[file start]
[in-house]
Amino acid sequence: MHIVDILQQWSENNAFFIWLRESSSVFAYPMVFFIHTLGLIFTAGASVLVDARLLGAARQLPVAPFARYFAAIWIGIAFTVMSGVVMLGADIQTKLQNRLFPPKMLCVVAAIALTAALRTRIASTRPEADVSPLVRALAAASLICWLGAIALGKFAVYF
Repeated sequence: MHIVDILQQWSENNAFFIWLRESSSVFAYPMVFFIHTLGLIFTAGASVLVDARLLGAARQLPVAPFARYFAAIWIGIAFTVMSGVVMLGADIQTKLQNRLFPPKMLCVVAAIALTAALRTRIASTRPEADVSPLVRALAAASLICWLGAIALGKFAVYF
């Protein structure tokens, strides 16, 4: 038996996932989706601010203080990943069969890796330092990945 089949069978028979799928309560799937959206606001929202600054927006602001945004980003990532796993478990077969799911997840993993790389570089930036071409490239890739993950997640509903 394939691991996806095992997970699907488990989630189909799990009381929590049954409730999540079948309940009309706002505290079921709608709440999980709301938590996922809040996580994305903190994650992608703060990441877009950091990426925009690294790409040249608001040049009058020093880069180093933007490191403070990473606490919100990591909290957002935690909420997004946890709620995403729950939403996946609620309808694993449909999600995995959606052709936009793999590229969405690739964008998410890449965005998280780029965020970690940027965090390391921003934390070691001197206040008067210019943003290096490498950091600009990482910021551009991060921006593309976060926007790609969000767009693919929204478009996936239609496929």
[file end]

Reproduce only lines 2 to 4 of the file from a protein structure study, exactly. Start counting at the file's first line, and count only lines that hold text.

Amino acid sequence: MHIVDILQQWSENNAFFIWLRESSSVFAYPMVFFIHTLGLIFTAGASVLVDARLLGAARQLPVAPFARYFAAIWIGIAFTVMSGVVMLGADIQTKLQNRLFPPKMLCVVAAIALTAALRTRIASTRPEADVSPLVRALAAASLICWLGAIALGKFAVYF
Repeated sequence: MHIVDILQQWSENNAFFIWLRESSSVFAYPMVFFIHTLGLIFTAGASVLVDARLLGAARQLPVAPFARYFAAIWIGIAFTVMSGVVMLGADIQTKLQNRLFPPKMLCVVAAIALTAALRTRIASTRPEADVSPLVRALAAASLICWLGAIALGKFAVYF
């Protein structure tokens, strides 16, 4: 038996996932989706601010203080990943069969890796330092990945 089949069978028979799928309560799937959206606001929202600054927006602001945004980003990532796993478990077969799911997840993993790389570089930036071409490239890739993950997640509903 394939691991996806095992997970699907488990989630189909799990009381929590049954409730999540079948309940009309706002505290079921709608709440999980709301938590996922809040996580994305903190994650992608703060990441877009950091990426925009690294790409040249608001040049009058020093880069180093933007490191403070990473606490919100990591909290957002935690909420997004946890709620995403729950939403996946609620309808694993449909999600995995959606052709936009793999590229969405690739964008998410890449965005998280780029965020970690940027965090390391921003934390070691001197206040008067210019943003290096490498950091600009990482910021551009991060921006593309976060926007790609969000767009693919929204478009996936239609496929």